This work is developmentally linked to the aforementioned paintings, Branded and Propped. Here, we are presented with the same tilted angle and tapering shape of the head, while the full-bodied shoulders, plump mouth, and gaze of the sitter all similarly belong to the artist herself. “I use me all the time because it’s really reliable, you’re there all the time”, she explained to art historian David Sylvester in 1994; “I like the idea of using yourself because it takes you into the work. I don’t like the idea of just being the person looking. I want to be the person. Because women have been so involved in being the subject-object, it’s quite important to take that on board and not just be the person looking and examining. You’re the artist but also the model” (Jenny Saville in conversation with David Sylvester in: David Sylvester, ‘Areas of Flesh’, The Independent, 30 January 1994, reprinted in: John Gray et al., Jenny Saville, New York 2005, p. 14). By simultaneously portraying and inhabiting the same female body, Saville approached the artistic tradition of the female nude from a highly conceptual feminist perspective in these early works; a novel approach that reconciled Saville’s acute awareness of the problematics of female depiction with her love affair with a traditionalist approach to painting and drawing the female form.
It was around 1991 that Saville began weaving feminist ideas into the fabric of her work. As part of a term-long scholarship to the University of Cincinnati, Saville was not only able to continue her studio practice, she also began a women’s studies programme. This academic curriculum introduced her to the important writings of Linda Nochlin – whose essay ‘Why Have There Been No Great Women Artists?’ (1971) came as a revelation – and the French post-structuralist feminism of Luce Irigaray and Julia Kristeva; areas of academia that, for Saville, unravelled patriarchy and unpacked why looking was the way it was. Indeed, for an artist in thrall to the male dominated paradigms of Renaissance and early Modern painting, this discovery came as both a crushing disappointment and a powerful motivation.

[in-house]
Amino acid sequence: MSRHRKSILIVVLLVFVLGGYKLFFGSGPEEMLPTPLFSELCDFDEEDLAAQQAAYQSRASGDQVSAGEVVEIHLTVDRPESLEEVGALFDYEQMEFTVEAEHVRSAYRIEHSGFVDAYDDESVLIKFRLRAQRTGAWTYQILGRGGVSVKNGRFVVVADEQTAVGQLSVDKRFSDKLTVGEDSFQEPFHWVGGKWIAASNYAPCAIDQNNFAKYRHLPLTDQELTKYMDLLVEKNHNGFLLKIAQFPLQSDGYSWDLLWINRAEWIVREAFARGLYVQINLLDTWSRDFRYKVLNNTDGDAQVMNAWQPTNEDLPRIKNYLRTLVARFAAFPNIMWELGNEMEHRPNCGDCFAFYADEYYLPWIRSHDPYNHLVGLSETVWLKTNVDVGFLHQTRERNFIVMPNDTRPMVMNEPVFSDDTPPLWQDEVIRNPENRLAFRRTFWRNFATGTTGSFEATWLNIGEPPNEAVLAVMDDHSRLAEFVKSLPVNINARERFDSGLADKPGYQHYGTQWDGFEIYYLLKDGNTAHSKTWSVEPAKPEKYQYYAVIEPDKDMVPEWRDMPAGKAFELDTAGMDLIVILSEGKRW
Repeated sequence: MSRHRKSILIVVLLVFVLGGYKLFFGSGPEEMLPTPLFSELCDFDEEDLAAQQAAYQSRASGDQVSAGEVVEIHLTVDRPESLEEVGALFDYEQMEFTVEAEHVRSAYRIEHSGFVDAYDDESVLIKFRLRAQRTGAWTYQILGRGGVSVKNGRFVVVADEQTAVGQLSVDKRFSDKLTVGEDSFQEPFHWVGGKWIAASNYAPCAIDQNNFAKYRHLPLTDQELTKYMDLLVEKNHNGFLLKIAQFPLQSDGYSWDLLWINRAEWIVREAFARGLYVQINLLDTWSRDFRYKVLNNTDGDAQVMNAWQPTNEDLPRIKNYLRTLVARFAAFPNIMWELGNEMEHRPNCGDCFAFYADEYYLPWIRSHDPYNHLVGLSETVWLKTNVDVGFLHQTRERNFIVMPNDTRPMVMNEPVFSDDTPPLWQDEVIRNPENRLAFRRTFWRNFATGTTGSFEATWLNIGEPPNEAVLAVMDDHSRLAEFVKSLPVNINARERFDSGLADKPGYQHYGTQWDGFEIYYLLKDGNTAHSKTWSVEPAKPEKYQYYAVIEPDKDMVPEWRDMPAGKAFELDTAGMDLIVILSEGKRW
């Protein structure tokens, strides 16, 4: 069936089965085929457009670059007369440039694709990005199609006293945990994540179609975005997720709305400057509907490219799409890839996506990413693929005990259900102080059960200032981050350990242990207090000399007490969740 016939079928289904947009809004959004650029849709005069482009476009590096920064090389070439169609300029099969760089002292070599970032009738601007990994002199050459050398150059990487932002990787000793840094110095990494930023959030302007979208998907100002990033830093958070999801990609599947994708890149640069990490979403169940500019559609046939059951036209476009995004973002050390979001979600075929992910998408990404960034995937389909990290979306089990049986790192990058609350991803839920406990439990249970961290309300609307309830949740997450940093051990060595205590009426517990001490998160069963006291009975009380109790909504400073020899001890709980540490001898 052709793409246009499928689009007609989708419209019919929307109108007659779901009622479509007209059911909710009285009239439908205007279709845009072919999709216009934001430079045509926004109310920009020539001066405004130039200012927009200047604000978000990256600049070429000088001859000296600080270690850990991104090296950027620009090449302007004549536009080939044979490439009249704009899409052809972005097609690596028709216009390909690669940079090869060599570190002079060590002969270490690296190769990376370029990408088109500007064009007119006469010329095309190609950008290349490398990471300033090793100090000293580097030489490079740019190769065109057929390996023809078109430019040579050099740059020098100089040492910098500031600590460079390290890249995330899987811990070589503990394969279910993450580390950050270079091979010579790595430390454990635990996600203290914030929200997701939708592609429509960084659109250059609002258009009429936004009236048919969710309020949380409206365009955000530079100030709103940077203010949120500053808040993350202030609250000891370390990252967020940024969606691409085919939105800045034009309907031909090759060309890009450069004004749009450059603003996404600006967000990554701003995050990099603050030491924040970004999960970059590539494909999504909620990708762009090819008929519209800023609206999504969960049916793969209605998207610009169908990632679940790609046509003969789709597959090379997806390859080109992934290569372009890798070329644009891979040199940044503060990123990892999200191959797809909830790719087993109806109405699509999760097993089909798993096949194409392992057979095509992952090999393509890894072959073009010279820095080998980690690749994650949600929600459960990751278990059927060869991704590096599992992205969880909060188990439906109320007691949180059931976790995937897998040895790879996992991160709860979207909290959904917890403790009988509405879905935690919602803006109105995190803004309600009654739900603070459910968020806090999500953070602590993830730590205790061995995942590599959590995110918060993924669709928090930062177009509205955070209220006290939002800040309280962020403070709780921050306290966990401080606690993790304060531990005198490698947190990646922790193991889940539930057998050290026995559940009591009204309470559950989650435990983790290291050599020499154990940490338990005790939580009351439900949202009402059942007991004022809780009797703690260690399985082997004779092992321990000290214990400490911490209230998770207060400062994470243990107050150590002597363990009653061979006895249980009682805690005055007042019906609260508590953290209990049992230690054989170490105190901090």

Intriguingly, the present work has a verso sketch that, while not considered a finished piece, hints at the important conceptual direction of her work at the time. On the reverse of the sheet, the beginnings of a drawing illustrate the head of a figure, behind which lines of cursive text spell out the words: ‘delicate’, ‘sensitive’, ‘petitie’, ‘virginal’, ‘precious’, and ‘soft’. This holds significance for both Branded and Propped, the two launch-pad paintings shown at her degree show in 1992. In Branded, the very same words appear gouged into the flesh of Saville’s similarly posed and leering corpulent figure, while the linearity of flowing script here presages the compositional arrangement of language in Saville’s Propped. The use of language is highly conceptual in nature; in these early works, it is used as a crutch to more fully articulate and convey the feminist thrust of her traditionalist practice of painting. In Propped, the mirrored text is a quotation from Luce Irigaray’s seminal 1980 essay, ‘When Our Lips Speak Together’, while in the present verso sketch and Branded, the words are those stereotypically associated with feminine ideals. Thus, as powerfully demonstrated in this early and developmentally significant sketch, the pioneering brilliance of Saville’s practice resides in her reconciliation of feminist thought with her passion for representing the figure in paint on canvas, or, as in the present work, in charcoal on paper.
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